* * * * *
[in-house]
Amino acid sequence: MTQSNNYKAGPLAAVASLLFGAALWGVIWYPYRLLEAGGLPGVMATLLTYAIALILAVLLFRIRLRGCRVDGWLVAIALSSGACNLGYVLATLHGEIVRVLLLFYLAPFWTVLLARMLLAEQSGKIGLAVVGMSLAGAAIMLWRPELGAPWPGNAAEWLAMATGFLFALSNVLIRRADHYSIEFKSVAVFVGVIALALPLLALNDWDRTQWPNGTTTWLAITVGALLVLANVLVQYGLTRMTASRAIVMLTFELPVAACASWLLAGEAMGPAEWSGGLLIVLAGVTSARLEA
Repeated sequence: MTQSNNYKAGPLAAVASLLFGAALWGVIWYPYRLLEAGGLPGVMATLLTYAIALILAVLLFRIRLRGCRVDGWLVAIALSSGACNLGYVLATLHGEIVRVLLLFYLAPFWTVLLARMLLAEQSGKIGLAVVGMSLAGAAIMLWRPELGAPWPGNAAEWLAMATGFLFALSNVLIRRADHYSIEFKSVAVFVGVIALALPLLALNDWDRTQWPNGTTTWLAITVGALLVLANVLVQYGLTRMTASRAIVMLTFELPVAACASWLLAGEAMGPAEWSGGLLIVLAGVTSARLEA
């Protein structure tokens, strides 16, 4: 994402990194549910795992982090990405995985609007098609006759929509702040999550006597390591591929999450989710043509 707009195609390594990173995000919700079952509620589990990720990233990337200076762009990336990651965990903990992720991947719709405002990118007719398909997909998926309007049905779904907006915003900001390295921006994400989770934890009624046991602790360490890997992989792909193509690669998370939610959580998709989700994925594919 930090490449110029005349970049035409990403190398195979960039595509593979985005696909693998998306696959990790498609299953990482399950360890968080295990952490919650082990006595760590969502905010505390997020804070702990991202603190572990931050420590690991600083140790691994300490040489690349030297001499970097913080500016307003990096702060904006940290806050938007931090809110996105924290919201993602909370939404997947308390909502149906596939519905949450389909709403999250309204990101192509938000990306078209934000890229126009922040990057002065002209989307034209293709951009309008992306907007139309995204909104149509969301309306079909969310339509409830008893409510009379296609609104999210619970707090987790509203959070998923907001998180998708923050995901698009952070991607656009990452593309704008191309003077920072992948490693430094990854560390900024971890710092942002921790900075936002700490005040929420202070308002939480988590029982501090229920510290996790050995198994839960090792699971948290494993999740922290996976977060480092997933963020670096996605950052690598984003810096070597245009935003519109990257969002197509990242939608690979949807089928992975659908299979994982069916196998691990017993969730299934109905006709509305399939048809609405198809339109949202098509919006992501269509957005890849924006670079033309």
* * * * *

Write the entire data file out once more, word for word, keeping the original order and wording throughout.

[in-house]
Amino acid sequence: MTQSNNYKAGPLAAVASLLFGAALWGVIWYPYRLLEAGGLPGVMATLLTYAIALILAVLLFRIRLRGCRVDGWLVAIALSSGACNLGYVLATLHGEIVRVLLLFYLAPFWTVLLARMLLAEQSGKIGLAVVGMSLAGAAIMLWRPELGAPWPGNAAEWLAMATGFLFALSNVLIRRADHYSIEFKSVAVFVGVIALALPLLALNDWDRTQWPNGTTTWLAITVGALLVLANVLVQYGLTRMTASRAIVMLTFELPVAACASWLLAGEAMGPAEWSGGLLIVLAGVTSARLEA
Repeated sequence: MTQSNNYKAGPLAAVASLLFGAALWGVIWYPYRLLEAGGLPGVMATLLTYAIALILAVLLFRIRLRGCRVDGWLVAIALSSGACNLGYVLATLHGEIVRVLLLFYLAPFWTVLLARMLLAEQSGKIGLAVVGMSLAGAAIMLWRPELGAPWPGNAAEWLAMATGFLFALSNVLIRRADHYSIEFKSVAVFVGVIALALPLLALNDWDRTQWPNGTTTWLAITVGALLVLANVLVQYGLTRMTASRAIVMLTFELPVAACASWLLAGEAMGPAEWSGGLLIVLAGVTSARLEA
């Protein structure tokens, strides 16, 4: 994402990194549910795992982090990405995985609007098609006759929509702040999550006597390591591929999450989710043509 707009195609390594990173995000919700079952509620589990990720990233990337200076762009990336990651965990903990992720991947719709405002990118007719398909997909998926309007049905779904907006915003900001390295921006994400989770934890009624046991602790360490890997992989792909193509690669998370939610959580998709989700994925594919 930090490449110029005349970049035409990403190398195979960039595509593979985005696909693998998306696959990790498609299953990482399950360890968080295990952490919650082990006595760590969502905010505390997020804070702990991202603190572990931050420590690991600083140790691994300490040489690349030297001499970097913080500016307003990096702060904006940290806050938007931090809110996105924290919201993602909370939404997947308390909502149906596939519905949450389909709403999250309204990101192509938000990306078209934000890229126009922040990057002065002209989307034209293709951009309008992306907007139309995204909104149509969301309306079909969310339509409830008893409510009379296609609104999210619970707090987790509203959070998923907001998180998708923050995901698009952070991607656009990452593309704008191309003077920072992948490693430094990854560390900024971890710092942002921790900075936002700490005040929420202070308002939480988590029982501090229920510290996790050995198994839960090792699971948290494993999740922290996976977060480092997933963020670096996605950052690598984003810096070597245009935003519109990257969002197509990242939608690979949807089928992975659908299979994982069916196998691990017993969730299934109905006709509305399939048809609405198809339109949202098509919006992501269509957005890849924006670079033309």